Gmail is now Stopping all JavaScript Email Attachments

It seems that starting from now on, Gmail will block any .js (JavaScript) file attachment. In other words, if you are using this mailing service, you will not able to send or receive .js files. We remind you that aside from the new .js files, Gmail will also block other file types such as: .bat or .exe.

For some JavaScript developers or website owners, this might not be good news, but we’re pretty sure that it will please the users. We have to remind you that many malicious JavaScript email attachments have been sent, which caused many users to get their computers infected.

Attackers have started using JavaScript files especially because they know that many Windows computers are configured to run these files by default, without giving you a warning.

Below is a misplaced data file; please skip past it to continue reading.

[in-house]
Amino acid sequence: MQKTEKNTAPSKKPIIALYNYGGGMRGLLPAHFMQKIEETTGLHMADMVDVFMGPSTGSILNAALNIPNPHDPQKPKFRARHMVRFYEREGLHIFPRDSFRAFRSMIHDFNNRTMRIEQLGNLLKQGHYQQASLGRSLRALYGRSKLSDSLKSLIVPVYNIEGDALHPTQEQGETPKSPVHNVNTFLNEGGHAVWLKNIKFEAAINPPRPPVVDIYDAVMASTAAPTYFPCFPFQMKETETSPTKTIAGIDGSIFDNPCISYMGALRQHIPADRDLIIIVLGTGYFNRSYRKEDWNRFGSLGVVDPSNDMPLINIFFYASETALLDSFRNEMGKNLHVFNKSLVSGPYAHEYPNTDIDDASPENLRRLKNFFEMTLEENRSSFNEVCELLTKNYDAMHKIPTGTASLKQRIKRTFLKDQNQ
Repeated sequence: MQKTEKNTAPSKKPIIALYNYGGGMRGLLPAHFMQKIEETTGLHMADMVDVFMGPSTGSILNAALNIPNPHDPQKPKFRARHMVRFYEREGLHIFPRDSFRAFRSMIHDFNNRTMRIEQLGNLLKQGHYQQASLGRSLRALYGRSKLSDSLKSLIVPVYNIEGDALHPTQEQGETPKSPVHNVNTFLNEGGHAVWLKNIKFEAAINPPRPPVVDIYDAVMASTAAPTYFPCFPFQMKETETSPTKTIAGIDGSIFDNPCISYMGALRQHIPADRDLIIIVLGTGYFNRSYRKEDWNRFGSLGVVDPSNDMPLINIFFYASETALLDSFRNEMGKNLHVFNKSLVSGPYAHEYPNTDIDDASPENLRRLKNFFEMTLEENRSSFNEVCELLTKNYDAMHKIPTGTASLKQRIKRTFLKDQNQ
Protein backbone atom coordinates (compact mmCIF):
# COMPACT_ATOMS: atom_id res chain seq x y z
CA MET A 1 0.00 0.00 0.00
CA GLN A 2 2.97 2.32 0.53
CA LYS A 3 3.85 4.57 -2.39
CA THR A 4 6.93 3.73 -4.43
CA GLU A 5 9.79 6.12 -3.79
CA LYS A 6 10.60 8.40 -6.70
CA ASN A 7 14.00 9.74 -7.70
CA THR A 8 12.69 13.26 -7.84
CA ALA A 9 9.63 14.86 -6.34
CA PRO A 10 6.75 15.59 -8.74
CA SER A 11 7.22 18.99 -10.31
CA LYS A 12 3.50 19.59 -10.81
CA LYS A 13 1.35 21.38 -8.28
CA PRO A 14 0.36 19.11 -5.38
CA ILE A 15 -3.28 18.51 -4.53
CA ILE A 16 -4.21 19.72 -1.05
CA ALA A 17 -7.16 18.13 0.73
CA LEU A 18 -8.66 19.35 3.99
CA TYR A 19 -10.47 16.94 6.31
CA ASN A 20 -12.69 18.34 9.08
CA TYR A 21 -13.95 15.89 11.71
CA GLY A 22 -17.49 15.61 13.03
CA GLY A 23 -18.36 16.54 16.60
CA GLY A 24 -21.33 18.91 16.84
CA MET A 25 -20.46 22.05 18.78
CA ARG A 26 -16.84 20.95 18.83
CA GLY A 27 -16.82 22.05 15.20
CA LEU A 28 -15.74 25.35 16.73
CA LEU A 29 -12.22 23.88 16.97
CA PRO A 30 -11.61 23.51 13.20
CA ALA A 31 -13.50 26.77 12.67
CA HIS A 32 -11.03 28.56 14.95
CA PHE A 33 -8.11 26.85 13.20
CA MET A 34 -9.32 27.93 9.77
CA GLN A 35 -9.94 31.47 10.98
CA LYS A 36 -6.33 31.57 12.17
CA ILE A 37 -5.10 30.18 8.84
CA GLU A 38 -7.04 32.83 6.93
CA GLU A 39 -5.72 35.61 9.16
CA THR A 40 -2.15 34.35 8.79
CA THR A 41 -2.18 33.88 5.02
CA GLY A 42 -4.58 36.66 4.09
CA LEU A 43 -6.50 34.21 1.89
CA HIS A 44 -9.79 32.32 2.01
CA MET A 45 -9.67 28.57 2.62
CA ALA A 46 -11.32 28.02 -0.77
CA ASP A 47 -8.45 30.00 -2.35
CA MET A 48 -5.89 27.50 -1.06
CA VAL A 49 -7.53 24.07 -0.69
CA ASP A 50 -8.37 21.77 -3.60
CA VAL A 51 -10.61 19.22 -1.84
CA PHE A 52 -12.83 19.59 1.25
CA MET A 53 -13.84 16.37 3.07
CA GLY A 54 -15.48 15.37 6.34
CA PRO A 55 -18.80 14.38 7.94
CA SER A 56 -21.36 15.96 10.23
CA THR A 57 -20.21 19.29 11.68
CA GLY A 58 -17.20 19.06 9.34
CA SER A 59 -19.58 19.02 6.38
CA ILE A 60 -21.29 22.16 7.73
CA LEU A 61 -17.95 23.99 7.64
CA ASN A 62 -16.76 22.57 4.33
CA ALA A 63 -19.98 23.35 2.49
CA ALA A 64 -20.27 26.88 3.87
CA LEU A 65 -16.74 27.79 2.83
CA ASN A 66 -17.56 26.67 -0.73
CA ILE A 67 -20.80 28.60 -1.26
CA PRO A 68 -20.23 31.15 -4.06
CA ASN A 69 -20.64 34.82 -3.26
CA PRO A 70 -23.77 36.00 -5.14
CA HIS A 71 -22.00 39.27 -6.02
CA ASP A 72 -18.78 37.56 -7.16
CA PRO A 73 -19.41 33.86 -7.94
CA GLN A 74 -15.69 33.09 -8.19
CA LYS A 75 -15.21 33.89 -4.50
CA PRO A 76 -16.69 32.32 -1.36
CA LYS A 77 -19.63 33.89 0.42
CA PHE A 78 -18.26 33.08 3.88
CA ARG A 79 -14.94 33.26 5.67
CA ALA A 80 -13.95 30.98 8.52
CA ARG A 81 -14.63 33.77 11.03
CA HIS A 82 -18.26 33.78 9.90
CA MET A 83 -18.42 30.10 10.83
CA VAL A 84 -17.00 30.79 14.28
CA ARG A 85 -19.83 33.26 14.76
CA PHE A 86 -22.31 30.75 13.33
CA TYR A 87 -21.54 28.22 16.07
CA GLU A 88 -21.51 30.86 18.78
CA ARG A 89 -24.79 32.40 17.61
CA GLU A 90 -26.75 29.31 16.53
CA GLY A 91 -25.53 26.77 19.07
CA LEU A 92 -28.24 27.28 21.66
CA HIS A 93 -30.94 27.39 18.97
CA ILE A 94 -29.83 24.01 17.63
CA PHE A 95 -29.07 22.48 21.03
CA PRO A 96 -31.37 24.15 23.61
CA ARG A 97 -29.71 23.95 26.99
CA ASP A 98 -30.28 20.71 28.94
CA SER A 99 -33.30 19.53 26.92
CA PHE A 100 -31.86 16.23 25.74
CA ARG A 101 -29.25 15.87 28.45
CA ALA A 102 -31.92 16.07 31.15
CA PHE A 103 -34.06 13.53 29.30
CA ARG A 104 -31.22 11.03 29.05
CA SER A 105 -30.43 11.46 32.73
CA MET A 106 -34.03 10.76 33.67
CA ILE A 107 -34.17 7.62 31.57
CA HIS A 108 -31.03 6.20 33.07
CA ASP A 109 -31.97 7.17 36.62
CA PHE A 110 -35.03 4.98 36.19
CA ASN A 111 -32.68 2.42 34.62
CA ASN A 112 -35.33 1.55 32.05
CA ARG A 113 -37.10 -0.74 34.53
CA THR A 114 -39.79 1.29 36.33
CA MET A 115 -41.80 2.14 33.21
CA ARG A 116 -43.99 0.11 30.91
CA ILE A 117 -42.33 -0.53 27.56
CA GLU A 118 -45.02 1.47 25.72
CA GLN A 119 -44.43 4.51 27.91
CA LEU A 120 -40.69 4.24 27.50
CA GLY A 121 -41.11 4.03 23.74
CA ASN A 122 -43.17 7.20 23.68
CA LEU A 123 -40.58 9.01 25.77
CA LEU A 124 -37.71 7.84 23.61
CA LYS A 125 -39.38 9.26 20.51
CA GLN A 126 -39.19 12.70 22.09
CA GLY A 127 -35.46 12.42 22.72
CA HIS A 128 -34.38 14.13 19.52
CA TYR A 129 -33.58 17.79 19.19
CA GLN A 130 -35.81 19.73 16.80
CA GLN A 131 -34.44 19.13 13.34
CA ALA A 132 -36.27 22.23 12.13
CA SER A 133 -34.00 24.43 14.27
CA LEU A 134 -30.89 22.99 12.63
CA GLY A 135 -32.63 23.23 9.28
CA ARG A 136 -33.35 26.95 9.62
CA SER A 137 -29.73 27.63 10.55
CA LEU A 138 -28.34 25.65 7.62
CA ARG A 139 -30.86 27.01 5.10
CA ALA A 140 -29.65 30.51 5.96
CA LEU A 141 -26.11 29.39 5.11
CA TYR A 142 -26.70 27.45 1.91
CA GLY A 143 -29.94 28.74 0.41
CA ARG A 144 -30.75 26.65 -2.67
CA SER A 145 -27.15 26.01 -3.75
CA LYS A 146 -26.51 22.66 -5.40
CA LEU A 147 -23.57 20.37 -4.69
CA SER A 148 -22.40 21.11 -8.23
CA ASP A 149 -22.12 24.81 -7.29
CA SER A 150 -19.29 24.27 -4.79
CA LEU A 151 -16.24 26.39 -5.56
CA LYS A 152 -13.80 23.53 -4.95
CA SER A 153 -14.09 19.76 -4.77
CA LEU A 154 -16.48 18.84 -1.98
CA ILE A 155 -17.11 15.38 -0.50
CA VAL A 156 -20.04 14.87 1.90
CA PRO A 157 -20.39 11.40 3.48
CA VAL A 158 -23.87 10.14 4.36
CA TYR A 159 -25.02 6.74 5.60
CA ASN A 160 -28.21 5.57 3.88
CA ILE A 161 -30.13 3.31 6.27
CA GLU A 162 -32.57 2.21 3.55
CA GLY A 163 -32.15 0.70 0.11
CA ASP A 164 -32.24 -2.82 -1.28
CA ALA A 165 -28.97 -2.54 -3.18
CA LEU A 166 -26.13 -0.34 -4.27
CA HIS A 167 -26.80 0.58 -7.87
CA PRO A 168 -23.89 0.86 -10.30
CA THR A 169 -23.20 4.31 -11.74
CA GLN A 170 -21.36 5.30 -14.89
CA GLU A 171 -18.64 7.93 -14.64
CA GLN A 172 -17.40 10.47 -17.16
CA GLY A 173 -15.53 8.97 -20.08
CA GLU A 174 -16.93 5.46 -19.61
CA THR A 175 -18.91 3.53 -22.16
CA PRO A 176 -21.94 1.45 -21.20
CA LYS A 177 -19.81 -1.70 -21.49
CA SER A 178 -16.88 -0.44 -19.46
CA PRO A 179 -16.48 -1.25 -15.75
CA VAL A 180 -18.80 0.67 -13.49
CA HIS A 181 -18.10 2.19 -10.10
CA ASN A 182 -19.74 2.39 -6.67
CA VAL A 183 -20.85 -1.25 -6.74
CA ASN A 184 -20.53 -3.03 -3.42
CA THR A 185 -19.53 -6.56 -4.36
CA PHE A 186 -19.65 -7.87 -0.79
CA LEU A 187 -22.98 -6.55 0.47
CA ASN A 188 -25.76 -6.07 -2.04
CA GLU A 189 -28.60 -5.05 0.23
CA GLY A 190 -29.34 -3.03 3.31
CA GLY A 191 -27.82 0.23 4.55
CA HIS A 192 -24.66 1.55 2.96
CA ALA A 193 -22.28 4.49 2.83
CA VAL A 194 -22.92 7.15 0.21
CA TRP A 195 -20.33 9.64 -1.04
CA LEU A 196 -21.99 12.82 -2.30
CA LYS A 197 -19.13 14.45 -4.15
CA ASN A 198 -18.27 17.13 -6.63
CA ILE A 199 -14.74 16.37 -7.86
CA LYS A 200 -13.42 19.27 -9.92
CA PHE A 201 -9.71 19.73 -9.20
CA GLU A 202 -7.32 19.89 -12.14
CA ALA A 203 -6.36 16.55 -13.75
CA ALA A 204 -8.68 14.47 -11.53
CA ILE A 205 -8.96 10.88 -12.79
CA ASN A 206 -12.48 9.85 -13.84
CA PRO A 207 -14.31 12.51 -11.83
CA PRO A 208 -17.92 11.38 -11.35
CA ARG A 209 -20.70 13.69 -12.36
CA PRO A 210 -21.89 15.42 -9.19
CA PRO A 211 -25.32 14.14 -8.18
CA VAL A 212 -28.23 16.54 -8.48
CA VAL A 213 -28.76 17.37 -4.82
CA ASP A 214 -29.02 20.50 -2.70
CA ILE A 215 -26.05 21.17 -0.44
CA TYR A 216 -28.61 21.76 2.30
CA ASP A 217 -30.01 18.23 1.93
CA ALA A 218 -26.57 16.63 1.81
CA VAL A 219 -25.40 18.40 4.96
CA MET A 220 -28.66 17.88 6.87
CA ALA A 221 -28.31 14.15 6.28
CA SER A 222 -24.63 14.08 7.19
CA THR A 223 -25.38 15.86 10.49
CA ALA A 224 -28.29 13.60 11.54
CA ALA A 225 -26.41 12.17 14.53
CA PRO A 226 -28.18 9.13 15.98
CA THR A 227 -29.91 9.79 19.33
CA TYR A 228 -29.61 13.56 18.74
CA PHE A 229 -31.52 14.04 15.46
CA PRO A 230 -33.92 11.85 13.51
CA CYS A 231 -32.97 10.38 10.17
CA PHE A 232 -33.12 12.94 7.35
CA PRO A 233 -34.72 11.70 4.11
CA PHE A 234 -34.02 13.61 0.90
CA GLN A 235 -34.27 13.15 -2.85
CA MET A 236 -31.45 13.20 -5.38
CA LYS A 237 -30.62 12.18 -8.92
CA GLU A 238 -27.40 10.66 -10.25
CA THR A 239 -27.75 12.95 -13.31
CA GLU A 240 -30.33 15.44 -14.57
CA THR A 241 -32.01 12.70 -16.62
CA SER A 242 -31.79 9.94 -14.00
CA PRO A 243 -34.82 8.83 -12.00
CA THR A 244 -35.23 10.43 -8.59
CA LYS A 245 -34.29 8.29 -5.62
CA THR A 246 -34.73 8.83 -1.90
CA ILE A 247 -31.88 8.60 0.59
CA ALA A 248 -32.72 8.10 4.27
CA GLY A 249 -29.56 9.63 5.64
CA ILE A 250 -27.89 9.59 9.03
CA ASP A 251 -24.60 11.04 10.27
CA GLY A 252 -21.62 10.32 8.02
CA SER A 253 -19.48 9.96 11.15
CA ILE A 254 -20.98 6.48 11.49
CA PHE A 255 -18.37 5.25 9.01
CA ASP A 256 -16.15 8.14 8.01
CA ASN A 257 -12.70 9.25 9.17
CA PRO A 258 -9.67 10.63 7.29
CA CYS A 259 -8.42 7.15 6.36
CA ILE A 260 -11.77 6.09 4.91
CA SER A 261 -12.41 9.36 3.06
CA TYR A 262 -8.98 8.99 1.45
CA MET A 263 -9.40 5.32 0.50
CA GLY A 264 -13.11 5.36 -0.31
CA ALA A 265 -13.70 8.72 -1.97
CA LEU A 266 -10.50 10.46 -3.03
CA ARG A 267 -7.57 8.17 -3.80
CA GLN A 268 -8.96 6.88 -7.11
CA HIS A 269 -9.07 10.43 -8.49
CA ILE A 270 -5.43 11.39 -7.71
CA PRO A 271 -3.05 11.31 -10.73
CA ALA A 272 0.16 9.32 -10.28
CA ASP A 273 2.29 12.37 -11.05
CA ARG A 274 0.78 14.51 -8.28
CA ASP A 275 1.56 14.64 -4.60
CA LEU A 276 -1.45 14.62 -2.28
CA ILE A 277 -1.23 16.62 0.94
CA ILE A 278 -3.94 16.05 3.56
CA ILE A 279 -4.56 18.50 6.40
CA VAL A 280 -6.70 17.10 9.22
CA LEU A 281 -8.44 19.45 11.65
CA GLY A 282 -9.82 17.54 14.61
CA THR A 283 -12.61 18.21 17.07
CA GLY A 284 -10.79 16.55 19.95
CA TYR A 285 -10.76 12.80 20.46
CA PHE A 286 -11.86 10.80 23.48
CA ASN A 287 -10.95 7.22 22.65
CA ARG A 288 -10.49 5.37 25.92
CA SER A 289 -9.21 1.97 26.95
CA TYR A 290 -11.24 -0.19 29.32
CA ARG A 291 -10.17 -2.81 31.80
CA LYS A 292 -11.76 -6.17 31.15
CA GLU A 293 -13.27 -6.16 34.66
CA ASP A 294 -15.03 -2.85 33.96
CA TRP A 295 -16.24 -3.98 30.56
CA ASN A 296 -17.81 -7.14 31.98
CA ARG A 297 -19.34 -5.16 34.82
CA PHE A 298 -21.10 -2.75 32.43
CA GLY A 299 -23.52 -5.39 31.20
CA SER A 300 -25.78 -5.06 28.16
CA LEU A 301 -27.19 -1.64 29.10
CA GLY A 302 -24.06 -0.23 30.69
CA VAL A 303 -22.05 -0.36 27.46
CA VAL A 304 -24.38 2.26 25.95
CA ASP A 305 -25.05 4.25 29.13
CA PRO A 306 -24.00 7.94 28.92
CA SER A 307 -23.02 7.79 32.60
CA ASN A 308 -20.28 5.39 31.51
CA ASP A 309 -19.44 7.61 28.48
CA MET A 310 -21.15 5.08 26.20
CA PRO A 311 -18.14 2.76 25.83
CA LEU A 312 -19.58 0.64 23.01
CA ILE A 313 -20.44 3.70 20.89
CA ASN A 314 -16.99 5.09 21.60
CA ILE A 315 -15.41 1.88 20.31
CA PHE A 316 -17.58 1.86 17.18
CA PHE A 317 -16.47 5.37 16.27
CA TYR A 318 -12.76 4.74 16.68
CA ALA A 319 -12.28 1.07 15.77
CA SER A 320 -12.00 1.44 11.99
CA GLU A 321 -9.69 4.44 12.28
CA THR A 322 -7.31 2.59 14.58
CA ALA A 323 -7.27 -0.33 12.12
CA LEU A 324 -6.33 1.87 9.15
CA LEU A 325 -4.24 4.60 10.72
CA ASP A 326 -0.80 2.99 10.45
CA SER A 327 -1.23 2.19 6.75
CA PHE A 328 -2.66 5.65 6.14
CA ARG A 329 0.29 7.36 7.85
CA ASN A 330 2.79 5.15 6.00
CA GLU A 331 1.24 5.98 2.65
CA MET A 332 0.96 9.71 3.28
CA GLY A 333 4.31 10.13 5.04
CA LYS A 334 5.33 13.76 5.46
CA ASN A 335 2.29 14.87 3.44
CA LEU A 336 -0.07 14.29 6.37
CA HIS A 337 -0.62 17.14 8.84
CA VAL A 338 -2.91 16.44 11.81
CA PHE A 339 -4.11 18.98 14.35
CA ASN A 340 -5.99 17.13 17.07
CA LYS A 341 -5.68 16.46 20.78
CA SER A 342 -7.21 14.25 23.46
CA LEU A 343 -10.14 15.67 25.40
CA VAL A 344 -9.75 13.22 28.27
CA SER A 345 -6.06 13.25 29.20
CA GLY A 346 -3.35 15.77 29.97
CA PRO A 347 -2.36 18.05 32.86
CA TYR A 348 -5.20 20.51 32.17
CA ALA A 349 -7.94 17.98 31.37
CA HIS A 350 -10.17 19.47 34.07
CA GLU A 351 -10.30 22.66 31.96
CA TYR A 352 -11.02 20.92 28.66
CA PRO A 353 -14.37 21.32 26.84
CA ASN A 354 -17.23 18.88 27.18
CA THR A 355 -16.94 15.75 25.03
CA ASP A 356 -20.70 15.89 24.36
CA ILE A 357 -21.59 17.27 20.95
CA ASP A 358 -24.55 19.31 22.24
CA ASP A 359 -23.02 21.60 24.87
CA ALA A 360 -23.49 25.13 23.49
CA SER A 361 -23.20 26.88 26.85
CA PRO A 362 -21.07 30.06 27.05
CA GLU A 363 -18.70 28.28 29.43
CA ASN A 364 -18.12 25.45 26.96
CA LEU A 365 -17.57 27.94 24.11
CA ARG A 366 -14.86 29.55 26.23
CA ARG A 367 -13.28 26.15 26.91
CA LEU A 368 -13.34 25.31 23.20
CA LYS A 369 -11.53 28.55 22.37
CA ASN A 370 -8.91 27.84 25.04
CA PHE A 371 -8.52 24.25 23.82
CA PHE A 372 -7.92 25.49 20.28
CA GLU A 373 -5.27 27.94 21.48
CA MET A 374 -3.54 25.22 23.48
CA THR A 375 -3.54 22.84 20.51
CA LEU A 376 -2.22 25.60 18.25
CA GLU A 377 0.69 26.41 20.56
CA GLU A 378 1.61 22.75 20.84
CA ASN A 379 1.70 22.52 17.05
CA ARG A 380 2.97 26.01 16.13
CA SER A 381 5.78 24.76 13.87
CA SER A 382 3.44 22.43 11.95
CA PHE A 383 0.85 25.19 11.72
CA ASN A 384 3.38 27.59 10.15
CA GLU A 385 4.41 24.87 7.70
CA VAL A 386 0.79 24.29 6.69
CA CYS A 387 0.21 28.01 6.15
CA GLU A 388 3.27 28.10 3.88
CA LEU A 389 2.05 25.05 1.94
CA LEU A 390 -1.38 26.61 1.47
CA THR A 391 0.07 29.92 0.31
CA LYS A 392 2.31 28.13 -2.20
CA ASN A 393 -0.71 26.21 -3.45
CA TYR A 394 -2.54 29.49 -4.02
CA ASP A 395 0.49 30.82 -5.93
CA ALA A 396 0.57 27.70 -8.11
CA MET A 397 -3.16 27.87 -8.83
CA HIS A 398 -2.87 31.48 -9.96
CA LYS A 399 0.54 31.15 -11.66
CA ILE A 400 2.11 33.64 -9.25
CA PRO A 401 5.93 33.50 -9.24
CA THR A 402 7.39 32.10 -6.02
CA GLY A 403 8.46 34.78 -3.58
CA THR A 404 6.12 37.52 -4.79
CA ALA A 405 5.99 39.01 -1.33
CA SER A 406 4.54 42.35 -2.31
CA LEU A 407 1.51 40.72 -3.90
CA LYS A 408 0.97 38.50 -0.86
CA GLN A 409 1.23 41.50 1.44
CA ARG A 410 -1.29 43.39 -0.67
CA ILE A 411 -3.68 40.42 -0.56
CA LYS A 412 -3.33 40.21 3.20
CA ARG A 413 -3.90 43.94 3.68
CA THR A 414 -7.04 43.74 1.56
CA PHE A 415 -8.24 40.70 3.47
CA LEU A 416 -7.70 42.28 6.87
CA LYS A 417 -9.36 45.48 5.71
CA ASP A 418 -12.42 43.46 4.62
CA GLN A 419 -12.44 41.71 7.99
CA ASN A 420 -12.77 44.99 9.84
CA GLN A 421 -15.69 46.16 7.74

Regardless of the operating system that runs on your computer, we suggest you to enable the view of file extensions (this is by default hidden in most operating systems), so that you can know exactly what kind of file you’re about to open.

If you are a Windows user, then we recommend you to change the default application that will open the JavaScript files (.js or .jse) with Notepad and NOT Windows Script Host (WSH).

From now on, when you will try to attach a .js file in Gmail, you will receive a message that it will let you know that the file type is not allowed and it was “blocked for security reasons.” However, you will be able to use cloud storage such as Dropbox or Google Drive and just link the file from within the email. This way, Gmail will not block it, as the .js file is not attached to the email.

Do you think that Google has done well by blocking JavaScript files on its Gmail service?

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